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Reformed meets Anglican: Matt Tuininga Interviews David Alenskis

20 September, 2007

matt tuninganigel priest For this interview, I spoke with David (a.k.a. Nigel) Alenskis. David is a bit of an anomaly at Westminster Seminary California, being our lone representative of the Anglican Church. He is a second-year student, and spent this summer working with the Anglican churches in Peru.

Matt: David, Let’s start with an easy straight forward question. Who are you and where do you come from?

David: I come from a godly family of four and mostly grew up in Indiana. I attended Cedarville University in Ohio and graduated with a B.S. in Mechanical Engineering and a B.A. in Philosophy in 2005.

Matt: Engineering and Philosophy? Those don’t seem to have much in common. Why did you go that route, and why Cedarville?

David: I began studying Engineering due to some early interest I had in mathematics and physics. Cedarville has an amazing engineering program, is a Christian university, and my parents and I thought that I would receive a rigorous education and good environment from the institution. I quickly realized, however, that I was keener on philosophy than engineering, and about halfway into my time at Cedarville also began to feel a call towards pastoral ministry.

Matt: That’s interesting. What form did that sense of a calling take in your life? How was it related to your interest in philosophy?

David: I had always enjoyed studying theology (it really goes hand-in-hand with philosophy), but it was at that time that I had a clarified sense, not only of studying and lecturing in an academic environment, but of teaching, preaching, and shepherding the people of God, and eventually of administering to them the sacraments.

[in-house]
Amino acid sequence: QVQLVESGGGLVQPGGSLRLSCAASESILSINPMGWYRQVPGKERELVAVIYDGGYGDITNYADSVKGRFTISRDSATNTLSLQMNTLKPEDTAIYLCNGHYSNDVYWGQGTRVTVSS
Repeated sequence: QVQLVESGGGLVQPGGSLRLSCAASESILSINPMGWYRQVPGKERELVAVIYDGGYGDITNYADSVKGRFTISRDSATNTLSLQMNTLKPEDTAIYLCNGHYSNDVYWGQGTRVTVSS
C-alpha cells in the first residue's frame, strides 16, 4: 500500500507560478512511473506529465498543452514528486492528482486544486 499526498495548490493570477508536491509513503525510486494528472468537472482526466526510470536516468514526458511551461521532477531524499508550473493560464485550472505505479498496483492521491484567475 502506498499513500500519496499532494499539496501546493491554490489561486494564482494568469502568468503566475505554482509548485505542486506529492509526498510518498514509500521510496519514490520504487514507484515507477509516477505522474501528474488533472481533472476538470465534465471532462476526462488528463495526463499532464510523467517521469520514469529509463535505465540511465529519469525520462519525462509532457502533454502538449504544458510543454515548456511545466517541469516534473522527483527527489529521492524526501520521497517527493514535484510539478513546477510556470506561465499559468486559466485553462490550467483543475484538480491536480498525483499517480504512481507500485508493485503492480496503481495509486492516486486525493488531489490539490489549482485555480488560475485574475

Matt: What was your denominational affiliation and how would you describe your Christian views at that point?

David: I grew up in the Christian and Missionary Alliance (C&MA) for the most part, although in college I began to attend a Reformed Baptist church. I was introduced to a convincing case for belief in the doctrines of grace through classes in philosophy, theology, history, and the humanities.

Matt: What did you find most compelling about the doctrines of grace?
David: They compelled themselves to me because 1) they were clearly biblical, 2) they promoted a view of God who was truly sovereign and in control of his creation, 3) they promoted the only view of humankind which could produce true humility, and 4) they showed the magnificence of the redemption wrought by God in Christ.

Matt: So how and why did you end up in the Anglican Church?

David: By the marvelous grace of God.

Matt: Hah, hah. Well there’s certainly no rational explanation. But really, how did it happen? Most of our readers will wonder why someone who just discovered the doctrines of grace would end up in an Anglican Church.